There are several committed artisan chefs working in Chicago today, giving their ultra-wet doughs up to three days of rest to properly ferment and develop plenty of air pockets inside, which results in extra flavour, character and a more pleasant chew. Bread bakers refer to this as "open crumb structure." They don't over-handle the dough, treating each sphere as gently and tenderly as they would give a newborn a bath. They meticulously source (or more likely, make) their sausage, and they know most of the farmers who grow the produce for their toppings. Some even have impressive wine lists. In short, I'm talking about restaurants with very talented cooks in the back who use only the finest ingredients they can get and also happen to make pizzas for a living.
Where to get it
LaBarra, 3011 Butterfield Rd, Oak Brook, 630 861 6177, labarraristorante.com
Pizzeria Bebu, 1521 N. Fremont St, 312 280 6000, bebu.pizza
Stella Barra Pizzeria, 1954 N. Halsted St, 773 634 4101, stellabarra.com
Coalfire, 1321 W. Grand Ave, 312 226 2625, coalfirechicago.com
It's not exactly a secret society like Skull and Bones, but the fraternity of pizzaiolos who ply their trade beneath the mantle of Neapolitan pizza do refer to each other with reverence. In Chicago, Jonathan Goldsmith is the high priest of Neapolitan pizza at Spacca Napoli. A pioneer in his trade, he's the "dough whisperer," managing to transform flour and water into one of the city's most heavenly chews. Some of his former employees have opened their own Neapolitan pizza joints (a sort of Rick Bayless effect for the beehive oven set), assembling faithful recreations, doming them just before serving, and in the process, expanding the Neapolitan-style pizza landscape.
What is a Neapolitan? In short, it's a pizza-style originating from ¬– you guessed it – Naples, Italy. Makers of Neapolitan pizza must use 00 flour, water of a certain pH level, sea salt and compressed solid yeast for the dough, while the sauce must be made with San Marzano tomatoes. There are rules regarding how many times the dough should rise and for how long; even the type of oven used to bake the pies is specified with sombre authority.
Several pizza makers in town claim to make a Neapolitan, but many fall short. Unfortunately, there aren't enough Neapolitan specialists to warrant a "Top 5" list for both the city and the 'burbs, so the map shows my top five for the entire Chicagoland region.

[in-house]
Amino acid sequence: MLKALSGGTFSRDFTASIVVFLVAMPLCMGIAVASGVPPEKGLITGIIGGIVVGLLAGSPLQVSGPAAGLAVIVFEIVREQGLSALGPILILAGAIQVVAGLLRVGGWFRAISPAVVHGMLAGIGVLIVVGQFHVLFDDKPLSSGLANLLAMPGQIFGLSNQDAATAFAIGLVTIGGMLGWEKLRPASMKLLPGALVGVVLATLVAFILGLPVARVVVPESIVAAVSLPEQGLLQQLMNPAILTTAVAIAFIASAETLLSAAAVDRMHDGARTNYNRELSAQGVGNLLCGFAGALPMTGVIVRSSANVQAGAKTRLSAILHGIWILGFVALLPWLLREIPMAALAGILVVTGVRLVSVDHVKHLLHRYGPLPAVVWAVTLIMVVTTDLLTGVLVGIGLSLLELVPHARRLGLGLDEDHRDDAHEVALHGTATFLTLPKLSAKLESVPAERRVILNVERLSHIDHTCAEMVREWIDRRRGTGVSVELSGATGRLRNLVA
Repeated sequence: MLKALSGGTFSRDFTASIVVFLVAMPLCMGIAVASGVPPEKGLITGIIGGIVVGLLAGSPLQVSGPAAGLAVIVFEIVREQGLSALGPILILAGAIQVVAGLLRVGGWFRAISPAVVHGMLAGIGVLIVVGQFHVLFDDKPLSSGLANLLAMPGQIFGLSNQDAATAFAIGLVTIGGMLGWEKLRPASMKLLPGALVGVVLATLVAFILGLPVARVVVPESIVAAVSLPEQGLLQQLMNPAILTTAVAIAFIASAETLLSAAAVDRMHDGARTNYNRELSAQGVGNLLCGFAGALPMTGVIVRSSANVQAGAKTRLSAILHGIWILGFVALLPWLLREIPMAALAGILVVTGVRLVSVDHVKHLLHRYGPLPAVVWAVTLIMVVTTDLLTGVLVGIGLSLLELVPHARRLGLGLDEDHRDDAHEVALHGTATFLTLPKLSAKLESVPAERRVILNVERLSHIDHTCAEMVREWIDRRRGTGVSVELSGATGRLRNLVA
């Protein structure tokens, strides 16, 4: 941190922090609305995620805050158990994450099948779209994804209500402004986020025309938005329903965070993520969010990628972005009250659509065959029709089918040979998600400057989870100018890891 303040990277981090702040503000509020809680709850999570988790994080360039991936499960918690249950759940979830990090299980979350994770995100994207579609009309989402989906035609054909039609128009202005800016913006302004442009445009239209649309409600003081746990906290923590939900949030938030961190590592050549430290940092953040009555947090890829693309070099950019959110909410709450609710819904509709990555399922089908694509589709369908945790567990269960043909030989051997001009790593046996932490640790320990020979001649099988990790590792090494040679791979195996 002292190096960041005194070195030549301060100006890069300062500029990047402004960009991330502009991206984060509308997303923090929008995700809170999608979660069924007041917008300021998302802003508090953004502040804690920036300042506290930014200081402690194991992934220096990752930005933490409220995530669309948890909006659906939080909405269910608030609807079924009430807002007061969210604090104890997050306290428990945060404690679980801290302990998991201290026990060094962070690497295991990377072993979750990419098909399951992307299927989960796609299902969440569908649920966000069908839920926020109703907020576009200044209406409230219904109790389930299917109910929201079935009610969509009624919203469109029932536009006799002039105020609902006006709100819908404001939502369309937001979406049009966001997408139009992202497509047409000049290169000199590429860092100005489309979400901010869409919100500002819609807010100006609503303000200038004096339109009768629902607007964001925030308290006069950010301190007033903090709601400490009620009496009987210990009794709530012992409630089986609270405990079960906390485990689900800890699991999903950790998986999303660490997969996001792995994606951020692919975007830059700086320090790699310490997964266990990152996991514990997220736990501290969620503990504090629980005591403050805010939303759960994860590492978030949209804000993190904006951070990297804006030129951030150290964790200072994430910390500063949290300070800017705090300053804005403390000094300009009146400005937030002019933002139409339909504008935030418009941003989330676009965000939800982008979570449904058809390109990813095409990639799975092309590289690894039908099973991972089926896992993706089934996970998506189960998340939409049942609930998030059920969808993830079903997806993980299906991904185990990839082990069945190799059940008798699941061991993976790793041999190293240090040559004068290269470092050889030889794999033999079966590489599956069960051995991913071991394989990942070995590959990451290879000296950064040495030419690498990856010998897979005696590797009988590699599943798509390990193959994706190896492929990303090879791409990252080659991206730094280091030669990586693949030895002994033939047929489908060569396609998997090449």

Where to get it
Spacca Napoli Pizzeria, 1769 W. Sunnyside Ave, 773 878 2420 spaccanapolipizzeria.com
Dinotto, 1551 N. Wells St., 312 202 0302, dinotto.com
Sapori Napoletani, 6050 N. Northwest Hwy, 773 628 7894, saporinapoletani.com
Nella Pizza e Pasta, 1125 E. Fifty-Fifth St, 773 643 0603, nellachicago.com
Forno Rosso Pizzeria Napoletana, 1048 W. Randolph S, 312 243 6000, fornorossopizzeria.com
Deep-dish and pan
While its origin story might be a little murky, the definition of a deep-dish pizza, created sometime in the 1940s, is crystal-clear. Essentially, the toppings of a traditional pizza are reversed, with cheese placed on the bottom layer of dough, toppings added and, finally, the tomato sauce. Classic deep-dish usually begins with a circular steel pan, greased with corn or vegetable oil. A pliable, somewhat oily dough is smashed into the pan, until it coverlink texts both the bottom and interior walls. Some restaurants will make a butter crust, which emerges from the oven with an almost pastry-like crispness. This is pizza that you eat with a knife and fork.
Uno's Pizzeria and Grill – today a franchise with 150 outlets around the world – was the first Chicago spot to serve deep-dish but today is headquartered in Boston. That's right: the company that made deep-dish famous (and continues to promote it around the world) hasn't been a Chicago company for decades. And yet, if you randomly ask visitors walking down Chicago's Michigan Avenue where they're going for dinner, I'll bet you more than 75 per cent will tell you either Giordano's, Gino's East, Uno's or Due's. I'll go one further. Ask anyone standing outside one of these four businesses on a Friday or Saturday night where they're from and my guess is not one of them will hail from Chicago – Hinsdale, maybe, but not the city. This is not to say that deep-dish or its close relative, pan pizza, can't be an enjoyable, albeit occasional, indulgence.
Having several homegrown businesses all laser-focused on making deep-dish is one of Chicago's unique characteristics. It makes the city a true Pizza City, because it shows that, while we have plenty of the styles that are well known in New York, we also have styles that are homegrown.
When people ask me for deep-dish recommendations, I usually send them to some of the off-the-beaten-path locations, like one of the places listed in this chapter.
Where to get it
Labriola, 535 N. Michigan Ave, 312 955 3100, labriolacafe.com
Bartoli's Pizzeria, 1955 W. Addison St, 773 248 0455, bartolispizzeria.com
My Pi Pizza, 2010 N. Damen Ave, 773 394 6900, mypiepizza.com
Nueva Italy Pizzeria, 7109 N. Clark St, 773 681 0689, nuevaitalypizzamenu.com
Pizano's Pizza and Pasta, 2056 W. Division St, 312 236 1777, pizanoschicago.com
Stuffed pizza is not a category most people crave. On top of that, the name is misleading. Stuffed. Does that imply there is cheese or sauce jammed into the outer crust? It's true that some places do this, wrapping and crimping the outer edge to contain those ingredients. (I believe Pizza Hut sells millions of these cheese-and-sauce-jammed pies across the USA.) Does it mean something is hidden in the bottom crust, ready to ooze out when you cut into it? No, the only oozing occurs when these slices are lifted and removed from the main body of the pizza. That's because of the stuffed construction, which from bottom to top goes like this: dough, cheese (lots of it), toppings, another extra-thin layer of crust, and finally a lake of tomato sauce.